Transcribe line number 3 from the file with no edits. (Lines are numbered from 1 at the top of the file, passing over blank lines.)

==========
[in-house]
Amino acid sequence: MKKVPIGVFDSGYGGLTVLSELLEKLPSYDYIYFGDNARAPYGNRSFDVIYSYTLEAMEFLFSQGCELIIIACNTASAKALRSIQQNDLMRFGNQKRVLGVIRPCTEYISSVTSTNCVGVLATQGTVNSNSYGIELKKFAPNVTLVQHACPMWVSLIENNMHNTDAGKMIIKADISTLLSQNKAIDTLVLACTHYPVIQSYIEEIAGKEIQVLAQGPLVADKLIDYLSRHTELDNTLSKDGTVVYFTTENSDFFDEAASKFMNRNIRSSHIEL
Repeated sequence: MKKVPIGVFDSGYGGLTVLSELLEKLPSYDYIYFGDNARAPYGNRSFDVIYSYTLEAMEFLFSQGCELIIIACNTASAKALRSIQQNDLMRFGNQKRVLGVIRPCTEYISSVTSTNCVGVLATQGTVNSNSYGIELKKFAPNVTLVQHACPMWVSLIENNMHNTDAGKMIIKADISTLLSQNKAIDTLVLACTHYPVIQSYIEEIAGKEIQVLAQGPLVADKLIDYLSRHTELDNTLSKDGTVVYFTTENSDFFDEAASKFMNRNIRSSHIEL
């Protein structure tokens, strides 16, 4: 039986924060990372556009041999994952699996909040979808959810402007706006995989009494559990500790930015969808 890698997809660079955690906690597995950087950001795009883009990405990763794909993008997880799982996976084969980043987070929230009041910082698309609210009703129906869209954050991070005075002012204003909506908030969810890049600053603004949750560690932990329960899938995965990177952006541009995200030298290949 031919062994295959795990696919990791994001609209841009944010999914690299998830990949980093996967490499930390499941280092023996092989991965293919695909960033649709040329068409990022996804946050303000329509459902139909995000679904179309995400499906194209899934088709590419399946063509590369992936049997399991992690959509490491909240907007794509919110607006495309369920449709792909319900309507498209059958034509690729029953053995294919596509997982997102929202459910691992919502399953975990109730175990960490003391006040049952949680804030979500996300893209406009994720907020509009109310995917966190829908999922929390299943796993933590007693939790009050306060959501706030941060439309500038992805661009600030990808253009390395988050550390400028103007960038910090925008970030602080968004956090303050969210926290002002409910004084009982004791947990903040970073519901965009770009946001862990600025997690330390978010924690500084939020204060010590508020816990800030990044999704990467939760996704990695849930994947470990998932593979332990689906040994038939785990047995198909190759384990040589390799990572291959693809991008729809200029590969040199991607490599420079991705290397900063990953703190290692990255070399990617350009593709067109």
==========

Repeated sequence: MKKVPIGVFDSGYGGLTVLSELLEKLPSYDYIYFGDNARAPYGNRSFDVIYSYTLEAMEFLFSQGCELIIIACNTASAKALRSIQQNDLMRFGNQKRVLGVIRPCTEYISSVTSTNCVGVLATQGTVNSNSYGIELKKFAPNVTLVQHACPMWVSLIENNMHNTDAGKMIIKADISTLLSQNKAIDTLVLACTHYPVIQSYIEEIAGKEIQVLAQGPLVADKLIDYLSRHTELDNTLSKDGTVVYFTTENSDFFDEAASKFMNRNIRSSHIEL